Sunlight and Diet

Your Diet, and Exposure to the Sun

When it comes to sun exposure, research shows that what you eat may matter more than you think.

Diets that are high in protein, animal fats, junk foods, soft drinks, vegetable oils, hydrogenated oils, animal and vegetable shortenings, and dairy products are associated with an increased risk of skin cancer.

Unhealthy oils are not just in food. You can also find them in skin care products such as suntan oils and skin lotions. Unhealthy oils in skin care products can also damage your skin and put you at risk.

The ultraviolet rays of the sun react with the fats in your body, forming free radicals. They damage your cells and can lead to cancer. Sunlight may play a role but the real culprit is a diet high in fat and low in antioxidants and nutrients.

If you eat a diet high in fruits, vegetables, and whole grains, you will be getting lots of nutrients, antioxidants, and other plant substances that will help prevent the formation of free radicals. This has a protective effect. Fresh, plant foods are very important in helping your body be able to handle exposure to sunlight. Antioxidants protect your skin from burning too quickly. They also prevent premature aging.

The following information is taken from an article for the American Institute for Cancer Research by Karen Coolins, M.S., R.D., C.D.N.:

A study in the American Journal of Clinical Nutrition noted that carotenoid supplements reduced skin reddening in response to ultraviolet light. The supplements raised carotenoid levels in the skin. A later report in the Journal of Nutrition said people who had higher skin carotenoid levels without supplements suffered less reddening skin damage from ultraviolet light.

These studies involved fair-skinned people with a tendency to develop sunburn. It is not clear if the results would be the same for people with darker skin. The reduced skin damage linked to carotenoids is clearly related to increased carotenoid pigment in the skin. In fact, subjects in the above study who used supplement-level doses developed a slight yellowing of the skin, especially on the face and palms.

Another study, in the Journal of Nutrition, found that tomato paste, which is high in the carotenoid lycopene, also seems to offer some protection from sunlight's damage. After ten weeks, people who ate the equivalent of half a small can of tomato paste each day reduced their usual reddening from ultraviolet light by 35 percent. This study did not evaluate whether skin pigment levels changed, or what mechanisms were involved.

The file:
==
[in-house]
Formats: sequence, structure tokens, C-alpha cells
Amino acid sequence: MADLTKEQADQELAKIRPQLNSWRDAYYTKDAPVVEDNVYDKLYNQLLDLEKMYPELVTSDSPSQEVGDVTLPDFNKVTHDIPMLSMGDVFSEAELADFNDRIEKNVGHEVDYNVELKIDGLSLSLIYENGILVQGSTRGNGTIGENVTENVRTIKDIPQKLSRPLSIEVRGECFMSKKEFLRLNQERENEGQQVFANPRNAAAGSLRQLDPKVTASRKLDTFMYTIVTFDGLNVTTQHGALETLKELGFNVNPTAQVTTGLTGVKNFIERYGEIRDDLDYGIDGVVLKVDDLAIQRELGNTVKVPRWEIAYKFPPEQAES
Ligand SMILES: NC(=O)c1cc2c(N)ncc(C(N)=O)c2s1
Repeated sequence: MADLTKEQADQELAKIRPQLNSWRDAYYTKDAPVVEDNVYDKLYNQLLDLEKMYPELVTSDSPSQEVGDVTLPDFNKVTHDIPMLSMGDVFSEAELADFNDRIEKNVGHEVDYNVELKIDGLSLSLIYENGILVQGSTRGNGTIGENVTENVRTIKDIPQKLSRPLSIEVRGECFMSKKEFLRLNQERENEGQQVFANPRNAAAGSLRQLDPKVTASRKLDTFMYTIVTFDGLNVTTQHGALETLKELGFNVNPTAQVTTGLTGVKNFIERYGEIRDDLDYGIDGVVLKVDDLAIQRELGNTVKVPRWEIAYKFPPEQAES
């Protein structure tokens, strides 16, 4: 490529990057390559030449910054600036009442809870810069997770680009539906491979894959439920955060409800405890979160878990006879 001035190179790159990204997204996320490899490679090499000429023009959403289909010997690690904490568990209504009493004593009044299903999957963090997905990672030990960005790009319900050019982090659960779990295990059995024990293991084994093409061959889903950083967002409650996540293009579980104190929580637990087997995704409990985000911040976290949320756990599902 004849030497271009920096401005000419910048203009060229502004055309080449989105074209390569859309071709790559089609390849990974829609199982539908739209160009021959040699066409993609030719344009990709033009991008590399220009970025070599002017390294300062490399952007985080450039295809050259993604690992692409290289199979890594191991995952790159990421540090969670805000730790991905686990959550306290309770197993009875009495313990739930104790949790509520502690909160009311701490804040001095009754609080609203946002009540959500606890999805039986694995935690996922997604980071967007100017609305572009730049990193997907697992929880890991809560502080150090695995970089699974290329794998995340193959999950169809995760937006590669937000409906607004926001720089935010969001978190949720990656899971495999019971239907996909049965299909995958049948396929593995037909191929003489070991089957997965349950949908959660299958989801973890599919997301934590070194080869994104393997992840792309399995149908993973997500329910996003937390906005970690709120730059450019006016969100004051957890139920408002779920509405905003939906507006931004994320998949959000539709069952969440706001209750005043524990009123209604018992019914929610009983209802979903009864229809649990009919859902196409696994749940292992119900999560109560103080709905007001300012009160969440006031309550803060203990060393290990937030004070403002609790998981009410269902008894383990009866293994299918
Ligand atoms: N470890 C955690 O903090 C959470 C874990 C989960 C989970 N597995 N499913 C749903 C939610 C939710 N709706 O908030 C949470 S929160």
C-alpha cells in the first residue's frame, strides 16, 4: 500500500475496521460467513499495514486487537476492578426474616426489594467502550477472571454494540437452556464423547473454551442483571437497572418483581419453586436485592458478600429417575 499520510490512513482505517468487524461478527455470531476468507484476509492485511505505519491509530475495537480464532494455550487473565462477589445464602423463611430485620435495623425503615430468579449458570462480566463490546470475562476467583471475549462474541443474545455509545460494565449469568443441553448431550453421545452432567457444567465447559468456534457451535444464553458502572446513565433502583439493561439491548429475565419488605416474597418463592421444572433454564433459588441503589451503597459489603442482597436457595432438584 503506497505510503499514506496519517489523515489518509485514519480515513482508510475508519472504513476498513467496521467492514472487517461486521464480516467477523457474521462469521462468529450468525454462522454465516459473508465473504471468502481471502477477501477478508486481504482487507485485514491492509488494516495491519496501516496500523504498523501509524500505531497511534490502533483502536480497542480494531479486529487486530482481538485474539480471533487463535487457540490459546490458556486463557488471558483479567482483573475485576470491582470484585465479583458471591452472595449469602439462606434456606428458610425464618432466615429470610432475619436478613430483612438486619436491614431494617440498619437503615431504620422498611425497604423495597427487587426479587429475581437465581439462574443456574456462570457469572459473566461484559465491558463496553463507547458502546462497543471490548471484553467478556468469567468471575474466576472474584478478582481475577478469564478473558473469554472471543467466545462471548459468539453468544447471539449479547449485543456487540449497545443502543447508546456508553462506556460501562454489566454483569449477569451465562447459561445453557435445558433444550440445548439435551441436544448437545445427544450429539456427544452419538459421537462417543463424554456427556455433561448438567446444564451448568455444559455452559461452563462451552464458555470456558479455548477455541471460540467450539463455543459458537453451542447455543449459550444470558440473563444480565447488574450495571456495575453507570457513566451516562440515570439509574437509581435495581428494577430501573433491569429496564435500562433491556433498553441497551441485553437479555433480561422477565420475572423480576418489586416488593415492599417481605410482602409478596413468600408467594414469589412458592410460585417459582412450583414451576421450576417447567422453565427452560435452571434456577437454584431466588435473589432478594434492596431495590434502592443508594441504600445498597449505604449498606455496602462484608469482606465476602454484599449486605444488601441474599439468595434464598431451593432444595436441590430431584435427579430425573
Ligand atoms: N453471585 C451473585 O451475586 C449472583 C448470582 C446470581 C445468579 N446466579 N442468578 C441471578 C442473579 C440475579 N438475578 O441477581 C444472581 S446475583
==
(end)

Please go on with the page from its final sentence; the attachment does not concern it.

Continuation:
Other research has taken a broader look at how diet might protect skin against sun damage. Many phytochemicals - substances that naturally occur in fruits, vegetables, grains and other plant foods - are antioxidants. A study in the Journal of the American College of Nutrition showed that skin wrinkling on sun-exposed body parts in elderly people was lowest among those who ate the most vegetables, beans and olive oil. Prunes, apples and tea (also high in antioxidant phytochemicals) were also related to reduced wrinkling.

Sunlight exposure reportedly causes 80 to 90 percent of skin cancer, which is why experts recommend sunscreens with a Sun Protection Factor (SPF) of 15 as a minimum. Researchers in the carotenoid and lycopene studies estimate an effect equal to only a 2 or 3 SPF. Furthermore, a panel of experts found that sunscreens probably reduce the risk of some skin cancers but should be only one part of an overall strategy that includes limited sun exposure. Studies suggest that, if using sunscreens leads people to spend more time in the sun, the risk of a very serious skin cancer called melanoma may actually increase.

The American Institute for Cancer Research (AICR) recommends a mostly plant-based diet with five to ten daily servings of a variety of fruits and vegetables to lower overall cancer risk. If such a diet helps protect against sunburn, wrinkling and skin cancer, consider it a bonus. Healthy eating, offering a daily SPF of 2 or 3, may reduce sun damage that occurs during brief periods out of doors.